• Adrian Pedrin

Best Camera To Get If You Want To Be A Filmmaker.

Updated: Apr 30


Hands down, the best camera for someone who wants to get into Filmmaking is the Blackmagic Pocket Cinema Camera 4k.


I have been in the filmmaking business since DV was a thing. You might not even know what that is, and that’s ok. The HDSLR’s movement revolutionized the industry. Affordable film-like quality at the lowest price point ever. Sure an HDSLR is cheaper than the Blackmagic, and you get a beautiful depth of field, but it's not as good as the BMPCC 4k for various reasons.


Why the BMPCC 4k? I'll make a list.


Price: You can’t beat the price for such an amazing camera at $1295. Sure, you need to buy a few things to be in business, but you can do it for less than 2,500 USD. In comparison, the 5D Mark II cost about the same, but you couldn't even record video at 24fps, only 30fps. We have come a long way.


Features


  • 4K Raw video: 4K raw is more than you need this day in age. Having the ability to shoot raw is a godsend. It makes your job as a colorist that much easier.

  • Xlr Audio input: You can get great audio from this camera using external microphones. You don't even have to worry about sync since this camera captures great audio. At least not when you are starting as a filmmaker.

  • False-color: This is an invaluable tool, especially when you don't have a light meter. Learn how to use False Color, and you will get well-exposed images. A false Color is a professional tool in a $1295 camera.

  • Cinematic Quality: It has 13 stops of dynamic range. It also has some of the best color science on any video camera in this price range.

  • Audio Monitoring: You can monitor if your audio is not clipping. Back in the day, we had to hack our canon cameras to get this feature. Or it was only available in high-end cameras.

Real-world experience with the camera.


I'm currently shooting a Docu-Series with the BMPCC 4k and recording the audio straight to the camera with a lavalier and an external recorder. I ended up using the straight-to-camera audio since it sounds excellent.


Another thing I love about the BMPCC 4k is that it works like an expensive cinema camera. You have a shutter angle, like in a real film camera. Gone are the days of using shutter speed which is a photographic camera thing and was not ideal.


If you master the BMPCC 4k, you can create professional-looking images for all kinds of jobs.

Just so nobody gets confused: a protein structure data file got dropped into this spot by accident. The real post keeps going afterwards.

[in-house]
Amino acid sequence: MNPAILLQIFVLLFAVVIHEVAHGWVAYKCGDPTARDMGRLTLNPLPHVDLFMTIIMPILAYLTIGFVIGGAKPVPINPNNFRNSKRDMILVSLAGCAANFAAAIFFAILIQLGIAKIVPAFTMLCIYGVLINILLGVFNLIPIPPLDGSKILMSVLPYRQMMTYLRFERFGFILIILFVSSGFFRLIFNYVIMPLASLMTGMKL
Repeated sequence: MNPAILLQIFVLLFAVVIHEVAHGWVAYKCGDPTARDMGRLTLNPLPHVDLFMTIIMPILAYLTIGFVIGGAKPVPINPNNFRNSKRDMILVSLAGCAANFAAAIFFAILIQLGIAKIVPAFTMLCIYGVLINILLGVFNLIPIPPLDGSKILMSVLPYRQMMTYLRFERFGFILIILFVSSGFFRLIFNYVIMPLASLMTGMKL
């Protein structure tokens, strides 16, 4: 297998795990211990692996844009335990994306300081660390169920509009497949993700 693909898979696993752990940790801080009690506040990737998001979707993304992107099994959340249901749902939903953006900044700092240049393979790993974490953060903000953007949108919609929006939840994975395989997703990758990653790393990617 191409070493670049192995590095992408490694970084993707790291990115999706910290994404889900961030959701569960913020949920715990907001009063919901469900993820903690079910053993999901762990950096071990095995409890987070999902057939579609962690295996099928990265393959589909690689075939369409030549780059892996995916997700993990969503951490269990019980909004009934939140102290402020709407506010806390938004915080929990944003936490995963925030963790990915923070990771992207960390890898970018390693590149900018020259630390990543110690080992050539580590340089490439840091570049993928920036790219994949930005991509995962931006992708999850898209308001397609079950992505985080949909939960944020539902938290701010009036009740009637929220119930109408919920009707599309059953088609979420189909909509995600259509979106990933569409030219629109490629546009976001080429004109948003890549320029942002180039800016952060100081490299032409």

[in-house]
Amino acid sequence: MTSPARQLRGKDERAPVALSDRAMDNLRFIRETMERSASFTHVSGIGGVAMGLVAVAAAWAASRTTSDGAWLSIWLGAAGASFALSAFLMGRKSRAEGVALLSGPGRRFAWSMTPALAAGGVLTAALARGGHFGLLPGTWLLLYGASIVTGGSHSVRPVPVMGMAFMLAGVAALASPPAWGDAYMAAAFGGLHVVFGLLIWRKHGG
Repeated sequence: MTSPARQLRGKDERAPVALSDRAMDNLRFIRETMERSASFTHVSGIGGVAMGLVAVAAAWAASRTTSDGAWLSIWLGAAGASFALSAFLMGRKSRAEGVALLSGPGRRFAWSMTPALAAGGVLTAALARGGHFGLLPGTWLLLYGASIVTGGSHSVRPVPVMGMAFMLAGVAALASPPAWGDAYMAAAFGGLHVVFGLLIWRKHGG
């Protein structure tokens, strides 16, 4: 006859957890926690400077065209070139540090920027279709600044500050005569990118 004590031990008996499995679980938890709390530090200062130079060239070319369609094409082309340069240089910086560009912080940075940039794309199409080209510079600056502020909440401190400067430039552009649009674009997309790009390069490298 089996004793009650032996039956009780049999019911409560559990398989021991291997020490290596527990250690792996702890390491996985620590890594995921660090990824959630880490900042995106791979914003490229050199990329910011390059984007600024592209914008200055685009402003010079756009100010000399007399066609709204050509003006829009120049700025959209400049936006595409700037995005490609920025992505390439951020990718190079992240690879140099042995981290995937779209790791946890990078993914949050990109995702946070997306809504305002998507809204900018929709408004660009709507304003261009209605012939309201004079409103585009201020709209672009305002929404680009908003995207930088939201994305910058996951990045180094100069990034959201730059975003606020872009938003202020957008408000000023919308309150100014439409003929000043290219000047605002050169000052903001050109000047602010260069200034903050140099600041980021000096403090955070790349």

My favorite feature on this camera has got to be, without a doubt, the ability to use a custom lut in camera. This means that you can see what your final image will look like while you are filming. Pop in an orange and teal lookout, and you can plan, expose and execute a decision with that look in mind. Love it!


The sensor is very close to 16mm film. 16mm film is what most great directors shot with when they started. With an adaptor, you can adapt almost any kind of lens to this camera which is great for experimenting.


Experimenting is what you should always be doing when you are starting.

I shot my first feature film with the original Blackmagic Pocket Camera. It’s still an amazing camera, and the quality you can get out of it is out of this world for the price. The BMPCC 4k is the same but on steroids.


If you can buy an external battery option, 1–2 lenses, and a Samsung T5 SSD, you will have an excellent Filmmaking setup. I would recommend getting the Rokinon Cine DS lenses.


Your next step would be to learn how to light. Learn to light, and this camera will truly shine. Lighting is one of the most important skills you can learn to make footage from any camera look amazing.


Here is a trailer for a series I’m working on (It's embedded below). Shot with the BMPCC 4k. (it’s in Spanish but does have English subtitles). You can see how this camera shines in a professional environment. We used a 650 Arri light kit for the interview parts.

We used Rokinon Cine DS lenses: the 35mm and the 50mm. We shot all the interviews on the 35mm lens.


Lens Recommendation:

Rokinon 35mm 1.5T Cine DS

Rokinon 50mm 1.5T Cine DS


Micro 4/3 to Canon Adaptor

Viltrox EF-M2 II <--- Affordable

Metabones <--- Expensive (better quality with the lens wide open)


Memory Card

Samsung T5 SSD


If you are wondering about my first feature film, I got you covered. Here is the link to my first feature film in its entirety, shot with the original BMPCC.



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